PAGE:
Shelley Saywell

director | producer | writer

is a producer, director and writer of documentary films.  Her films have won numerous international awards including an Emmy for Outstanding Investigative Journalism.  They have been broadcast in more than 30 countries and selected to screen at film festivals worldwide.  Saywell has been honoured with the Creative Excellence Award from Women in Film and Television, and UNESCO’s Gandhi Silver Medal for promoting the culture of peace.

Saywell spent part of her childhood in Asia where she developed a lifelong passion for seeing the world and understanding it as a connected, global village. Encouraged by her professor father and social worker mother she developed a social conscience at a young age.

Her first job was as a volunteer with The American Friends Society, living and working with underprivileged youth New Bedford Mass.  At University she studied Theatre Arts as well as the Humanities.  She began her career as a researcher on the seminal television series Vietnam: The Ten Thousand Day War.  She went on to direct her first feature documentary The Greenpeace Years with the National Film Board of Canada.   

Saywell’s body of work include 20 independently produced documentaries on social justice and conflict. From her film about the napalm girl in the iconic photograph, Kim’s Story, to the trafficking of small arms around the world in Devils Bargain, she has looked at the way in which conflict has shaped our times. From Afghanistan, Bosnia, Iraq and elsewhere, she has shone a spotlight on the fight for international justice, particularly focusing on violence against women and children. In Rape a Crime of War, she follows victims of mass rape in Bosnia to the Hague where their brave testimony made history. Her feature documentary A Child’s Century of War looks at how wars increasingly target children, and it went on to make the short list for the 2001 Academy Awards. Her documentary Crimes of Honor went on to receive the prestigious Emmy for investigate journalism award.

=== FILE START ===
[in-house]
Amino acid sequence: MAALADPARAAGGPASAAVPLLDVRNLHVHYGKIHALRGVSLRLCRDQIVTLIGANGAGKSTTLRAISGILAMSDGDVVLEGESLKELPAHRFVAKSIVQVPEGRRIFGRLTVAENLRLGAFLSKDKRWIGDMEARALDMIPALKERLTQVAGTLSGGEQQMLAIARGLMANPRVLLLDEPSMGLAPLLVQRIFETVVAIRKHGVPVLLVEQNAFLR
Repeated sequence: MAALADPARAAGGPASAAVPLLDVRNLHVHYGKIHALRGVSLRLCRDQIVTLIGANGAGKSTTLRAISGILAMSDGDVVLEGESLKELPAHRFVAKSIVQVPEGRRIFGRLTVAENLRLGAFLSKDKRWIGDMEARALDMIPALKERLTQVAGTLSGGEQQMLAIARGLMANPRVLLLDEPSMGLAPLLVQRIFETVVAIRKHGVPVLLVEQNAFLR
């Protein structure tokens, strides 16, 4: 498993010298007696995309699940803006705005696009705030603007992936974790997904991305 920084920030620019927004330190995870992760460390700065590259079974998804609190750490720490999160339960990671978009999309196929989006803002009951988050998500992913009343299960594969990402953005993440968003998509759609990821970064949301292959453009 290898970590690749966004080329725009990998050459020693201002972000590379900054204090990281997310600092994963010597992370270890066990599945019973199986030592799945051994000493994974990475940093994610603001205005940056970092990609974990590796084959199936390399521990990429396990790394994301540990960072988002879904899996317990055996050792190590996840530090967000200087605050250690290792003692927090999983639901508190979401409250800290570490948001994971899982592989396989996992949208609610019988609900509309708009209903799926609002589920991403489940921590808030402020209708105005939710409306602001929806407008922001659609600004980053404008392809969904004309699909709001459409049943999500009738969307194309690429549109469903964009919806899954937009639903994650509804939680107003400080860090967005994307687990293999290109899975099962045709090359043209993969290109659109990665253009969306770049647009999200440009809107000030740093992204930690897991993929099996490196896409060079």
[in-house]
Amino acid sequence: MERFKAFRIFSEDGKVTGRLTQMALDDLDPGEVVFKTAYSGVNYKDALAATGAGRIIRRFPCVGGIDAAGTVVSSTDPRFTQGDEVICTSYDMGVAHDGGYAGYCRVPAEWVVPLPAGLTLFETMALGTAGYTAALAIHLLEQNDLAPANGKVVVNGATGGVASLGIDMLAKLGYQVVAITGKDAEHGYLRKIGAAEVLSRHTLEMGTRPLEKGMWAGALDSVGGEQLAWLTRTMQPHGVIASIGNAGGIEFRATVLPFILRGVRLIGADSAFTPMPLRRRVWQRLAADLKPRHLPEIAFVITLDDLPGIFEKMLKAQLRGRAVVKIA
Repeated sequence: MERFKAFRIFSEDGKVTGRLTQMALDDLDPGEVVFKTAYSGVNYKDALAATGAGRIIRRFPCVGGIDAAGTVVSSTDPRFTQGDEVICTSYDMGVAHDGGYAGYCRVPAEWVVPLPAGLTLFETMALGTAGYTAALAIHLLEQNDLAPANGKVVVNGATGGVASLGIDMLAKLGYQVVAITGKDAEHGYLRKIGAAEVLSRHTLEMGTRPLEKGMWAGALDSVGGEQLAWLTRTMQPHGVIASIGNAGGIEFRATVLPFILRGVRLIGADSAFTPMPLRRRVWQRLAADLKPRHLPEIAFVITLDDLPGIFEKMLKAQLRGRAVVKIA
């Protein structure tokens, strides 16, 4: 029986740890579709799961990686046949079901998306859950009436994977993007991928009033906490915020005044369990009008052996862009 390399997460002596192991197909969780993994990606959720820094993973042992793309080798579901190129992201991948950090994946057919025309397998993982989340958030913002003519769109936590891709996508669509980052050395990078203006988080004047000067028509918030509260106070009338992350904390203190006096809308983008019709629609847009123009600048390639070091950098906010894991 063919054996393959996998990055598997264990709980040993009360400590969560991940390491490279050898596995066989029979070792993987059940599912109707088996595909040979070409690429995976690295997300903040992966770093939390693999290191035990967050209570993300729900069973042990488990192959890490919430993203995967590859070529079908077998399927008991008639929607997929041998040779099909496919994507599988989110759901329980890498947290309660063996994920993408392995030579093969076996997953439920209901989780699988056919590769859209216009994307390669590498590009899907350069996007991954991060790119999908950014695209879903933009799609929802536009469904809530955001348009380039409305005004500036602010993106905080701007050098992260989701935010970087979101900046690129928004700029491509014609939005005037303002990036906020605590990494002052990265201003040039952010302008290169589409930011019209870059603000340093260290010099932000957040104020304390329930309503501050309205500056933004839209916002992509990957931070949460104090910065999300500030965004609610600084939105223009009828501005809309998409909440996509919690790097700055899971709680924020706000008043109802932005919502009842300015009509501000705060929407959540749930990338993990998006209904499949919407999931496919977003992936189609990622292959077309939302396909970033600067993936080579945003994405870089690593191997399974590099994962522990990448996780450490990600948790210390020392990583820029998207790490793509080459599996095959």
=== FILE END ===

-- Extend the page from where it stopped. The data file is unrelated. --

She has twice won Hot Doc’s Best Canadian Feature Documentary Award for her films Martyr Street and In the Name of the Family,  as well as Canadian Audience Favourite for Lowdown Tracks.   

Saywell is the author of Women in War and contributing editor to Ourselves Among Others.  She has written for various publications.